As explained in What Makes a Good Notification, good notifications are timely, relevant, and precise. If your page asks for permission to send notifications on page load, those notifications may not be relevant to your users or precise to their needs. Lighthouse flags when pages request notification permissions on load:
How this audit fails
If this code contains calls to
and notification permission was not already granted,
then Lighthouse fails the audit.
Under URLs, Lighthouse reports the line and column numbers where your code is requesting permission to send notifications. Remove these calls, and tie the requests to user gestures instead.
If notification permissions was already granted or denied to a page before Lighthouse's audit, Lighthouse cannot determine if the page requests notification permissions on page load. Reset the permissions and run Lighthouse again.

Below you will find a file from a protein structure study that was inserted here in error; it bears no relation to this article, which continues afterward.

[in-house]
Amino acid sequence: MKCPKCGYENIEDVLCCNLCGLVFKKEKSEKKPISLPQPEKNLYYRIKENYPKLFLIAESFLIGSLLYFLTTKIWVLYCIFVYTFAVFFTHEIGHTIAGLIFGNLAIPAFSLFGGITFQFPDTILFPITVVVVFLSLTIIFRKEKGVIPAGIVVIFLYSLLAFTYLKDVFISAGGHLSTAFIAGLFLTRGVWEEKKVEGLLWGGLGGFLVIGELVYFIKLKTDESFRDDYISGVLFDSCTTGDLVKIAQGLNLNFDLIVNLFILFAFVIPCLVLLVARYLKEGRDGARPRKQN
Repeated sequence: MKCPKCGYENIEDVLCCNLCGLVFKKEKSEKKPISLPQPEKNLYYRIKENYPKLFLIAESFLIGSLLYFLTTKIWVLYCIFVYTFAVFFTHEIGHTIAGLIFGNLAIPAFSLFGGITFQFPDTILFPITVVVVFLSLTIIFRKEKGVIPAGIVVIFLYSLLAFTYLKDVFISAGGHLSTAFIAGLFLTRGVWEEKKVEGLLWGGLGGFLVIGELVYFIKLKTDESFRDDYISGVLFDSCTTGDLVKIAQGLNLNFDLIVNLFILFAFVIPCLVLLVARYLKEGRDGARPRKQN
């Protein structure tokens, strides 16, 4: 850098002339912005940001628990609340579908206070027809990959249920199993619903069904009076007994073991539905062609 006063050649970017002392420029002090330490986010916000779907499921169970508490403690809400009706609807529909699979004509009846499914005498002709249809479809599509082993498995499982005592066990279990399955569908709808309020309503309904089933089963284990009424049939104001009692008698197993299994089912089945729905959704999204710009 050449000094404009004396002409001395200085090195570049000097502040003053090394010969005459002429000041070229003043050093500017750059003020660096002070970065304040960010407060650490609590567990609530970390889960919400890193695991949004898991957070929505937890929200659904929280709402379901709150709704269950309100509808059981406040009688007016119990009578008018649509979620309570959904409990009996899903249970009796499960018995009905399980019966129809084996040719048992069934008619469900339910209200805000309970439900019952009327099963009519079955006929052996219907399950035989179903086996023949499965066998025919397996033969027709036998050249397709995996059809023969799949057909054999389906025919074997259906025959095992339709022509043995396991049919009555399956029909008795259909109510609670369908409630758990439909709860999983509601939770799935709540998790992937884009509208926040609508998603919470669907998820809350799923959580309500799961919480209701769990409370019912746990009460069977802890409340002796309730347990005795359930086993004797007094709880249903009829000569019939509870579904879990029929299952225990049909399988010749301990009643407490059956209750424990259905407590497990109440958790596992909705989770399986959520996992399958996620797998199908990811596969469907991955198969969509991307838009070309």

Each Best Practices audit is weighted equally in the Lighthouse Best Practices Score. Learn more in The Best Practices score.
Ask for user's notification permissions responsibly
A better user experience is to offer to send users a specific type of notification, and to present the permissions request after they opt-in.
See Change website permissions for more help.
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